This isn’t so relevant to a beekeeping blog, but in brief, the speakers covered a number of issues:
- Just as we saw in the European neonic debate, financial stakeholders are cynically using distraction tactics to sow doubt in the USA and prevent their barring there. I got the impression the USA is the key pesticide battleground. Terry Oxford was an impressive speaker.
- Until recently, you couldn’t get crop insurance in America unless you used pesticides.
- On legal issues: “Let’s say Acme Chemicals loses a civil case about Agent Green. It doesn’t stop them continuing to manufacture it.” Chemicals such as glyphosphate and 2,4-D (used in Agent Orange) are outlawed for use in war, but not peacetime!
- “The top environmental problems are selfishness, greed & apathy” – Torben Schiffer
There were several videos. Ever noticed how films about bees are mostly silent? This reflects the Zen like state most of us experience when observing (rather than manipulating) bees. A few exceptionally calm and centred delegates / speakers such as Gareth and Jacqueline described a shamanic relationship with their bees, pointing out that bees don’t have transactional interactions with you but “give unconditionally”, having less sense of self than us.
The conference was all about balance. On returning home I saw the following showing me how far conventional beekeeping pushes things out of balance, and the extremes it has to go to to correct this:
- My hive floors are all sealed, like a feral tree colony’s. They use about one quarter to one third of the winter stores the BBKA reckons you need because the hives have a low internal volume and good insulation. But an email from my local association urged me to ventilate my hives, if only for a few weeks to allow the fumes to dissipate from the oxalic acid I ought to be using to kill varroa(!). Another communication stressed the need to ventilate to avoid condensation… on cold walls and from the moisture created burning excessive sugar stores to keep warm in a hive with an open mesh floor! Bees can cope with both situations, but why stress them?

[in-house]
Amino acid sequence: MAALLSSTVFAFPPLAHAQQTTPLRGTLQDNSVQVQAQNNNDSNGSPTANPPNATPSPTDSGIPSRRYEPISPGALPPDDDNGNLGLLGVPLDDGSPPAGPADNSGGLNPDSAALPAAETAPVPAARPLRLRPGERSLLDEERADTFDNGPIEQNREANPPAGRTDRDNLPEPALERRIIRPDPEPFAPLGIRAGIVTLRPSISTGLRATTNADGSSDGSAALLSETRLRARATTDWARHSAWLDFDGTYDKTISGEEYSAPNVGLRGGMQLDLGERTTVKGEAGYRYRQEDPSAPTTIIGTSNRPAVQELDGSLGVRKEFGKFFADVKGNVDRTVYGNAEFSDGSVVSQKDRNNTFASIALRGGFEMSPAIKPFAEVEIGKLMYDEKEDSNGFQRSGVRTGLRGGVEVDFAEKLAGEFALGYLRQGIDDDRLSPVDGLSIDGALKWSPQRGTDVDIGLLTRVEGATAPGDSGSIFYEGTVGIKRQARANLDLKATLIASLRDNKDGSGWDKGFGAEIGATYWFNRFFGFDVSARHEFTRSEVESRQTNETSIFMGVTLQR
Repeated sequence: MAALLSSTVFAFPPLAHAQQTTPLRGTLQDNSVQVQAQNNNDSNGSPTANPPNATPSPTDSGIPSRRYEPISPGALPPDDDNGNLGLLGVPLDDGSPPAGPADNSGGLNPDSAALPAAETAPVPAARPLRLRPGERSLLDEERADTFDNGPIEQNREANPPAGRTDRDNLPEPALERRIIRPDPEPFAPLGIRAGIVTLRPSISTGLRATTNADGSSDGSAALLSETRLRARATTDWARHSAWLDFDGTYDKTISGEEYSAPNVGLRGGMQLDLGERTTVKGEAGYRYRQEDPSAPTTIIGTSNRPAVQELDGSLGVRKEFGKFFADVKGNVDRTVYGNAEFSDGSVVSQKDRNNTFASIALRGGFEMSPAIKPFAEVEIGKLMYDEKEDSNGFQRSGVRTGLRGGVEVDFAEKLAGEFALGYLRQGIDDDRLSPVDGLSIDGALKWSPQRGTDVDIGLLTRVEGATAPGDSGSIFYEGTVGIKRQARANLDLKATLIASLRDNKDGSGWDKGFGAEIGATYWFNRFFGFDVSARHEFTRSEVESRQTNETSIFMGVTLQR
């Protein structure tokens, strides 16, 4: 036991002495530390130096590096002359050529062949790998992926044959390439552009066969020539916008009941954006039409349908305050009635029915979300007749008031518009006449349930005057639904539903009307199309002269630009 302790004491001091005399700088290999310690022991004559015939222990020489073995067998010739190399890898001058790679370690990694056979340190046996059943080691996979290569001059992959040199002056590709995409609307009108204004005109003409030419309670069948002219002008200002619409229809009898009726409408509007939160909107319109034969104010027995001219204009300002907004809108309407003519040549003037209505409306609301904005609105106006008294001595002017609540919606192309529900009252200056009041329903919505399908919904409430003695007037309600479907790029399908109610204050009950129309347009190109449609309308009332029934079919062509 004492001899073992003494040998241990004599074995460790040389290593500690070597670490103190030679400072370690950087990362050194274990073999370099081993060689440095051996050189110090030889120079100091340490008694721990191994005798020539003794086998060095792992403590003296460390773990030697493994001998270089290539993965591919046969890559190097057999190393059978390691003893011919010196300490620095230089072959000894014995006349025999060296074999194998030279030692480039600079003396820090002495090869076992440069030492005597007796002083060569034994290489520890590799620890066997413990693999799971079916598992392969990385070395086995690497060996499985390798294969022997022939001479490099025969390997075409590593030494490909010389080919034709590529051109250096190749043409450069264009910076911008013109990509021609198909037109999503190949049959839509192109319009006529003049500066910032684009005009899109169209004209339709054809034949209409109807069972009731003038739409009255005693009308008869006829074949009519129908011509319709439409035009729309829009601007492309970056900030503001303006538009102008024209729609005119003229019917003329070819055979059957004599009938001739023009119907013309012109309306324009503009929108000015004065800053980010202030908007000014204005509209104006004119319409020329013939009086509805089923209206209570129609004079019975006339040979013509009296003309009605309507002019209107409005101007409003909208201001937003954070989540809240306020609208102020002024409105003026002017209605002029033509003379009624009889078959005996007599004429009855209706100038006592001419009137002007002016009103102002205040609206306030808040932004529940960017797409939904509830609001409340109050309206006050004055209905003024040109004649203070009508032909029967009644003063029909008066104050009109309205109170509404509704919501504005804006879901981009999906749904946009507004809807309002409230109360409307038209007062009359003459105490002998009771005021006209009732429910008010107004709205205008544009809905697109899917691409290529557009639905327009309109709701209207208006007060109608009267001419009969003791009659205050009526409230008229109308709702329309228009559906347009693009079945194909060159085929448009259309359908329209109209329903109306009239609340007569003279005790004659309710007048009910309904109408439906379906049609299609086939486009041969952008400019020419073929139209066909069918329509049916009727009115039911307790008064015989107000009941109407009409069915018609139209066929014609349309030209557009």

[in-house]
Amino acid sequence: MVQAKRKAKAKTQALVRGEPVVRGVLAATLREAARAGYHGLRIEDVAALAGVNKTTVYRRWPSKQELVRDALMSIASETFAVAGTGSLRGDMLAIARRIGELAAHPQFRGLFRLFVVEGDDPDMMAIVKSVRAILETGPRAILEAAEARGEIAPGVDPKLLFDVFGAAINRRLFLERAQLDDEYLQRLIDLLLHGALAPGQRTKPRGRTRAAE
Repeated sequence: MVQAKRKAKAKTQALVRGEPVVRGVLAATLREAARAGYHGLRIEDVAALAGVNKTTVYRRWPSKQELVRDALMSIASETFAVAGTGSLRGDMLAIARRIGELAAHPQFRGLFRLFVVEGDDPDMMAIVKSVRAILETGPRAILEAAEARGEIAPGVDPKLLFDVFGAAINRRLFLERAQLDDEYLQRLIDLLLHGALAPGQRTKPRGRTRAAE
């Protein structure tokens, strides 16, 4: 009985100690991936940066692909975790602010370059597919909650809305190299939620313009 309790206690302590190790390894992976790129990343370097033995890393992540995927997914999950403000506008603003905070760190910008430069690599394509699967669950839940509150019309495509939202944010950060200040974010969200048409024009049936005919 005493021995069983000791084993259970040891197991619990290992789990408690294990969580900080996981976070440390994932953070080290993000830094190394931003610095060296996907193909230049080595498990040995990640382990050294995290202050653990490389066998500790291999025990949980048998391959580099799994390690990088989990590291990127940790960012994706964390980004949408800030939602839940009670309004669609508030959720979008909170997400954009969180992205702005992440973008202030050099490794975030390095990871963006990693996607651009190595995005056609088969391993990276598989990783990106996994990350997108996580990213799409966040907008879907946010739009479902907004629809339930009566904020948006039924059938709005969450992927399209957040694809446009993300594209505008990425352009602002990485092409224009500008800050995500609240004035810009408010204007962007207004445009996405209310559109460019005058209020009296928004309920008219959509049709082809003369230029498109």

- I received a promotional email reminding beekeepers they can convert and exchange wax. Yes, although hospitals no longer re-use syringes, people still do this in 2018. What a great way to spread miticide residues and AFB spores. It’s difficult to understand why such an obviously risky process is still encouraged.